Mediterranean Politics, Food
and Culture

in Barcelona, Florence, Syracuse

Fall Semester
August 26 - December 16, 2022

Program Application

Experience Three Gems of the Mediterranean…

This interdisciplinary semester brings students to three dynamic European cities to study the role of agriculture and food consumption in the formation and evolution of Mediterranean gastronomic, historical, and cultural identities. In the context of each unique host-region: Catalonia, Tuscany, and Sicily, and the global initiatives linked to the United Nations Sustainable Development Goals, students explore the social and political complexities of the Mediterranean through the lens of food, analyzing the factors that unify the region, its cultures and cuisines and their contributions worldwide.  

Courses are hosted in Accent Study Centers in Florence and Syracuse, and at Universitat Pompeu Fabra in Barcelona. Class sizes are small, and students enjoy close relationships with faculty, who lead visits, tours, and excursions outside of the classroom.  

With a focus on migration and urbanization, global trade relations, cultural identity, and the quest for sustainability, this program is ideally suited for students with interests in:  

  • Anthropology  
  • Political Science  
  • Migration Studies  
  • History  
  • Environmental Studies & Sustainability 
  • Food Studies  
  • Global Studies  


University of Pittsburgh students enroll through the Accent/University of California Education Abroad Program. Courses are hosted in Accent Study Centers in Florence and Syracuse, and at Universitat Pompeu Fabra in Barcelona. Class sizes are small, and students enjoy close relationships with faculty, who frequently accompany visits, tours, and excursions outside of the classroom. 

 Students spend five weeks in each program location and enroll in four courses for a total of 14 credits. This program includes two required 4-credit umbrella courses taught across all three locations and a choice of two 3-credit site specific courses. 

All courses are taught in English at the upper-division level. Courses in all locations are complemented by visits to local markets, urban farms, various organizations, migrant neighborhoods, vineyards, museums, agricultural sites, and media production centers. 

Course Offerings

Umbrella Courses (required)
Two umbrella courses taught across all locations weave together themes and perspectives of the three areas of focus: Florence, Syracuse, and Barcelona.

This course introduces students to the cultural history of the Mediterranean through the lens of food. By critically reflecting on the interplay of tradition and innovation in food systems, students will study theMediterranean from antiquity to the modern era to analyze the social history of exchanges, interactions, and cultural encounters and their role in the development of sustainable food practices.The course will make use of theUnited Nations 2030 Agenda for Sustainable Development as a framework to understand and explore the relationship between innovation and sustainability in contemporary food systems.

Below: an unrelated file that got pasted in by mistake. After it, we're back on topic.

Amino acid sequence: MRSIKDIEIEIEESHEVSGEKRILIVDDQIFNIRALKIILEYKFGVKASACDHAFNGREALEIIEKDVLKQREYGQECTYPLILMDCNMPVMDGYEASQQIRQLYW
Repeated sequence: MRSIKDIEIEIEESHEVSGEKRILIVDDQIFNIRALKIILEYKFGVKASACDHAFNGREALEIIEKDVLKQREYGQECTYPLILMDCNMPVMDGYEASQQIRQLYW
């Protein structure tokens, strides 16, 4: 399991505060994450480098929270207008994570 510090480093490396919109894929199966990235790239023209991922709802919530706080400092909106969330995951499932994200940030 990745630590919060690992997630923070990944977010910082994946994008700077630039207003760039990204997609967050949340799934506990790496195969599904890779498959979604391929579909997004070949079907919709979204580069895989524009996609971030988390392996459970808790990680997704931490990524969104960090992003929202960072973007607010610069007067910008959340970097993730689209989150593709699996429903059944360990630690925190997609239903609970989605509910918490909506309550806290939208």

Regionalism, cosmopolitanism, and orientalism are the three distinct forms of relationality shaping cultural encounters within the Mediterranean, in the form of either rapprochements or conflicts, and they provide the conceptual toolbox to engage with the three city modules in a comparative manner. Students discuss the impact of the opening of the Atlantic and the Columbian exchange on food systems and Mediterranean trade relations. They critically analyze imperial networks in the Mediterranean and the role of port cities as hubs of economic interactions among diverse cultures. Finally, they study various forms of cultural encounters and their implications for the development and transformation of regional and local identities.

The course discusses 20th-and 21st-century nationalism, trans-national exchanges, and identity building in the Mediterranean by looking at food ways in Florence, Syracuse and Barcelona. Touching upon 19th-century nation state formation and the rise, in 20th-century Italy and Spain, of nationalist propaganda and authoritarian ideologies and regimes, it analyzes post-WWII economic development and the social impact of agricultural modernization and food industrialization. It also critically addresses the role of Neoliberalism in reshaping ethnic and national identities.

Students consider how food, food practices, and public food policies have been central to nation building projects as well as the rescaling of national economies and identities in the Mediterranean area. They examine the encounters between the local/national and the global and the new relations, tensions, and conflicts they create. Topics of inquiry include contemporary ethnic politics, migration, and the rise of new forms of racism and religious tensions, modernization and evolving habits of mass consumption in the 20th century, and the effects of globalization on food systems. Special consideration is given to internal and international migration flows in the Mediterranean, especially from Africa.

Site Specific Courses (choose two)
Three site-specific courses, one in each city, are shorter and focus on the individual city and their unique configurations of food production and consumption. You select two of three courses to take. The site-specific courses are designed to enrich your sensibilities, imaginations, and knowledge about the complexities of regional differences in terms of class, gender, and ethnicity and their resonances in everyday life.